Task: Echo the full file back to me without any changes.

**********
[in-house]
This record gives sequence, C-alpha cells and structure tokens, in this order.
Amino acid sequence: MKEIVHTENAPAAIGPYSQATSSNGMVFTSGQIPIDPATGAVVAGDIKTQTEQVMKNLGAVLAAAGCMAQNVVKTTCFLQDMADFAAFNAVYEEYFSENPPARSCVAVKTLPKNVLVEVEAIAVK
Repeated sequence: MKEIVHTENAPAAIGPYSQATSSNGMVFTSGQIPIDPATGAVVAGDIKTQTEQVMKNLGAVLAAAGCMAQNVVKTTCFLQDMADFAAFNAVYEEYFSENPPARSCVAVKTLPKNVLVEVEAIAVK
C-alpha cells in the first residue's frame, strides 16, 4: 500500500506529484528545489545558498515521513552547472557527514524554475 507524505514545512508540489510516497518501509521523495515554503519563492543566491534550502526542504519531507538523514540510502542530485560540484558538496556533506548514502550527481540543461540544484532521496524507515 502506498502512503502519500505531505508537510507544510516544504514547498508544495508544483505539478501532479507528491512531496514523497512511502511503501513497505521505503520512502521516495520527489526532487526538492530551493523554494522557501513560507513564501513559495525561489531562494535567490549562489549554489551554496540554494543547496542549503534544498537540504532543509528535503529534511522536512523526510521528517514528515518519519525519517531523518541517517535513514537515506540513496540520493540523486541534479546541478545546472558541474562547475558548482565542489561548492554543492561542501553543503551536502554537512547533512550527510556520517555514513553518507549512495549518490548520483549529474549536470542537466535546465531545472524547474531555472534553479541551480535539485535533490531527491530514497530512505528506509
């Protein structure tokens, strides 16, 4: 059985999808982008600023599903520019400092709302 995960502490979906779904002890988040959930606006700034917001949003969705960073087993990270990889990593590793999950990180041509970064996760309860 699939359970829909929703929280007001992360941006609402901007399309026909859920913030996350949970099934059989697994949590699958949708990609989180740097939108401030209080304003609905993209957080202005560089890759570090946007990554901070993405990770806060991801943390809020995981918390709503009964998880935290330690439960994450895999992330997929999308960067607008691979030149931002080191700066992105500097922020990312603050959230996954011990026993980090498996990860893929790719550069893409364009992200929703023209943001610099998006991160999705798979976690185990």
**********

[in-house]
This record gives sequence, C-alpha cells and structure tokens, in this order.
Amino acid sequence: MKEIVHTENAPAAIGPYSQATSSNGMVFTSGQIPIDPATGAVVAGDIKTQTEQVMKNLGAVLAAAGCMAQNVVKTTCFLQDMADFAAFNAVYEEYFSENPPARSCVAVKTLPKNVLVEVEAIAVK
Repeated sequence: MKEIVHTENAPAAIGPYSQATSSNGMVFTSGQIPIDPATGAVVAGDIKTQTEQVMKNLGAVLAAAGCMAQNVVKTTCFLQDMADFAAFNAVYEEYFSENPPARSCVAVKTLPKNVLVEVEAIAVK
C-alpha cells in the first residue's frame, strides 16, 4: 500500500506529484528545489545558498515521513552547472557527514524554475 507524505514545512508540489510516497518501509521523495515554503519563492543566491534550502526542504519531507538523514540510502542530485560540484558538496556533506548514502550527481540543461540544484532521496524507515 502506498502512503502519500505531505508537510507544510516544504514547498508544495508544483505539478501532479507528491512531496514523497512511502511503501513497505521505503520512502521516495520527489526532487526538492530551493523554494522557501513560507513564501513559495525561489531562494535567490549562489549554489551554496540554494543547496542549503534544498537540504532543509528535503529534511522536512523526510521528517514528515518519519525519517531523518541517517535513514537515506540513496540520493540523486541534479546541478545546472558541474562547475558548482565542489561548492554543492561542501553543503551536502554537512547533512550527510556520517555514513553518507549512495549518490548520483549529474549536470542537466535546465531545472524547474531555472534553479541551480535539485535533490531527491530514497530512505528506509
């Protein structure tokens, strides 16, 4: 059985999808982008600023599903520019400092709302 995960502490979906779904002890988040959930606006700034917001949003969705960073087993990270990889990593590793999950990180041509970064996760309860 699939359970829909929703929280007001992360941006609402901007399309026909859920913030996350949970099934059989697994949590699958949708990609989180740097939108401030209080304003609905993209957080202005560089890759570090946007990554901070993405990770806060991801943390809020995981918390709503009964998880935290330690439960994450895999992330997929999308960067607008691979030149931002080191700066992105500097922020990312603050959230996954011990026993980090498996990860893929790719550069893409364009992200929703023209943001610099998006991160999705798979976690185990």